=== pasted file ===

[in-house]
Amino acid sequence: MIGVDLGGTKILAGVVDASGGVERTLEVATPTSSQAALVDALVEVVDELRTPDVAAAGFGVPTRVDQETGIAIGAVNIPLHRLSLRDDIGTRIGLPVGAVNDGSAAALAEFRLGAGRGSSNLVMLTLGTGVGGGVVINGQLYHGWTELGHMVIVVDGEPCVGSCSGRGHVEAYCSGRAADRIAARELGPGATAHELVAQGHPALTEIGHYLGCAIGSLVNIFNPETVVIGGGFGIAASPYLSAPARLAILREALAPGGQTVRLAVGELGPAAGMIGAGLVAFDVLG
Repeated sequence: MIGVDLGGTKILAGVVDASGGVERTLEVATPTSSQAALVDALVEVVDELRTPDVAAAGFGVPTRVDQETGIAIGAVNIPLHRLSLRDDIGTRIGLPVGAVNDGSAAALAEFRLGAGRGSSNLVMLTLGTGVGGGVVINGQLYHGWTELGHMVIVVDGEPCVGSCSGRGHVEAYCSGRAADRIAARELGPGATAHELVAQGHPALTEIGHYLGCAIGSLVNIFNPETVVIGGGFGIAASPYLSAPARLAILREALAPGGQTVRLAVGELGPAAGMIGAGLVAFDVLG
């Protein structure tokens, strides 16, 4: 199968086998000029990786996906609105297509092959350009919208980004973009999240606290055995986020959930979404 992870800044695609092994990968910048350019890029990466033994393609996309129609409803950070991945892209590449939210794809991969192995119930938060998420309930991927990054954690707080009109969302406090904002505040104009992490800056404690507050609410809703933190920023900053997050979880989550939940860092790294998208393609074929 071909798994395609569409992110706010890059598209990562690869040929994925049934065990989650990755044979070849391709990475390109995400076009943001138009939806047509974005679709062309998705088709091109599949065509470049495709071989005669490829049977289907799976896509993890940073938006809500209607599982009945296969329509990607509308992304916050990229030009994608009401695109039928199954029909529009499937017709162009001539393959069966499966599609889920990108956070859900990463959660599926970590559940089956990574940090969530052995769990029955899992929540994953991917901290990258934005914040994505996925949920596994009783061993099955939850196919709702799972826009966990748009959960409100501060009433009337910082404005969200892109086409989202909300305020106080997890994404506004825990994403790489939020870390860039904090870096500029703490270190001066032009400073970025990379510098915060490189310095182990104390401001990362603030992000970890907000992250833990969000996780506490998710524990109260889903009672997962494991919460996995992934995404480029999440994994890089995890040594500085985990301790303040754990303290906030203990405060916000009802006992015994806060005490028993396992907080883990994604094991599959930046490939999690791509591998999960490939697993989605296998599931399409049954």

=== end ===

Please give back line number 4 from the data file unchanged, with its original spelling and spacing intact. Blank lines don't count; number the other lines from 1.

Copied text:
């Protein structure tokens, strides 16, 4: 199968086998000029990786996906609105297509092959350009919208980004973009999240606290055995986020959930979404 992870800044695609092994990968910048350019890029990466033994393609996309129609409803950070991945892209590449939210794809991969192995119930938060998420309930991927990054954690707080009109969302406090904002505040104009992490800056404690507050609410809703933190920023900053997050979880989550939940860092790294998208393609074929 071909798994395609569409992110706010890059598209990562690869040929994925049934065990989650990755044979070849391709990475390109995400076009943001138009939806047509974005679709062309998705088709091109599949065509470049495709071989005669490829049977289907799976896509993890940073938006809500209607599982009945296969329509990607509308992304916050990229030009994608009401695109039928199954029909529009499937017709162009001539393959069966499966599609889920990108956070859900990463959660599926970590559940089956990574940090969530052995769990029955899992929540994953991917901290990258934005914040994505996925949920596994009783061993099955939850196919709702799972826009966990748009959960409100501060009433009337910082404005969200892109086409989202909300305020106080997890994404506004825990994403790489939020870390860039904090870096500029703490270190001066032009400073970025990379510098915060490189310095182990104390401001990362603030992000970890907000992250833990969000996780506490998710524990109260889903009672997962494991919460996995992934995404480029999440994994890089995890040594500085985990301790303040754990303290906030203990405060916000009802006992015994806060005490028993396992907080883990994604094991599959930046490939999690791509591998999960490939697993989605296998599931399409049954």